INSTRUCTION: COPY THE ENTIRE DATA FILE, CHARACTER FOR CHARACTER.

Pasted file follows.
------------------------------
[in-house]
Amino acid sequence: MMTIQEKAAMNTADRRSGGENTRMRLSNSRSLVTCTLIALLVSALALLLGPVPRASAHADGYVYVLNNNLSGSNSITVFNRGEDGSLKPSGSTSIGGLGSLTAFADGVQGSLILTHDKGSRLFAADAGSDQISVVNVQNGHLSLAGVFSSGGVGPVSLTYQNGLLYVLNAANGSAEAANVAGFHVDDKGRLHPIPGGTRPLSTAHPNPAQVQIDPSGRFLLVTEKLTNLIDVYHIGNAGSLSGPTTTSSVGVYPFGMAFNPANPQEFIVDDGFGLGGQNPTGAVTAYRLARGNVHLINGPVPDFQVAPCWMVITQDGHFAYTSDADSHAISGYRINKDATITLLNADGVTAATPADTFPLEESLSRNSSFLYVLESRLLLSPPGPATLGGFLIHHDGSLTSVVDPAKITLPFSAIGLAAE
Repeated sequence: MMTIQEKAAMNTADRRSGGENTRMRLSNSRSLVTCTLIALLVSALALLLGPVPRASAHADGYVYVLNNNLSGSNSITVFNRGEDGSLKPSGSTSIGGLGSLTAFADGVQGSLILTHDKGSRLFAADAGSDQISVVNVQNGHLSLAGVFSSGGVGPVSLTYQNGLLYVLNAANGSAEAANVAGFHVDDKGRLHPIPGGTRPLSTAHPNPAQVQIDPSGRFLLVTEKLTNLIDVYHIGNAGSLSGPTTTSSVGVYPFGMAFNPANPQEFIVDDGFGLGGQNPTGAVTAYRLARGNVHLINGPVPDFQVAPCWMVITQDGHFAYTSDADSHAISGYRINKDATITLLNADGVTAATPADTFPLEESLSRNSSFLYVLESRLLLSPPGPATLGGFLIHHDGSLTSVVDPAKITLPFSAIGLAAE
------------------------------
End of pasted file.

[in-house]
Amino acid sequence: MMTIQEKAAMNTADRRSGGENTRMRLSNSRSLVTCTLIALLVSALALLLGPVPRASAHADGYVYVLNNNLSGSNSITVFNRGEDGSLKPSGSTSIGGLGSLTAFADGVQGSLILTHDKGSRLFAADAGSDQISVVNVQNGHLSLAGVFSSGGVGPVSLTYQNGLLYVLNAANGSAEAANVAGFHVDDKGRLHPIPGGTRPLSTAHPNPAQVQIDPSGRFLLVTEKLTNLIDVYHIGNAGSLSGPTTTSSVGVYPFGMAFNPANPQEFIVDDGFGLGGQNPTGAVTAYRLARGNVHLINGPVPDFQVAPCWMVITQDGHFAYTSDADSHAISGYRINKDATITLLNADGVTAATPADTFPLEESLSRNSSFLYVLESRLLLSPPGPATLGGFLIHHDGSLTSVVDPAKITLPFSAIGLAAE
Repeated sequence: MMTIQEKAAMNTADRRSGGENTRMRLSNSRSLVTCTLIALLVSALALLLGPVPRASAHADGYVYVLNNNLSGSNSITVFNRGEDGSLKPSGSTSIGGLGSLTAFADGVQGSLILTHDKGSRLFAADAGSDQISVVNVQNGHLSLAGVFSSGGVGPVSLTYQNGLLYVLNAANGSAEAANVAGFHVDDKGRLHPIPGGTRPLSTAHPNPAQVQIDPSGRFLLVTEKLTNLIDVYHIGNAGSLSGPTTTSSVGVYPFGMAFNPANPQEFIVDDGFGLGGQNPTGAVTAYRLARGNVHLINGPVPDFQVAPCWMVITQDGHFAYTSDADSHAISGYRINKDATITLLNADGVTAATPADTFPLEESLSRNSSFLYVLESRLLLSPPGPATLGGFLIHHDGSLTSVVDPAKITLPFSAIGLAAE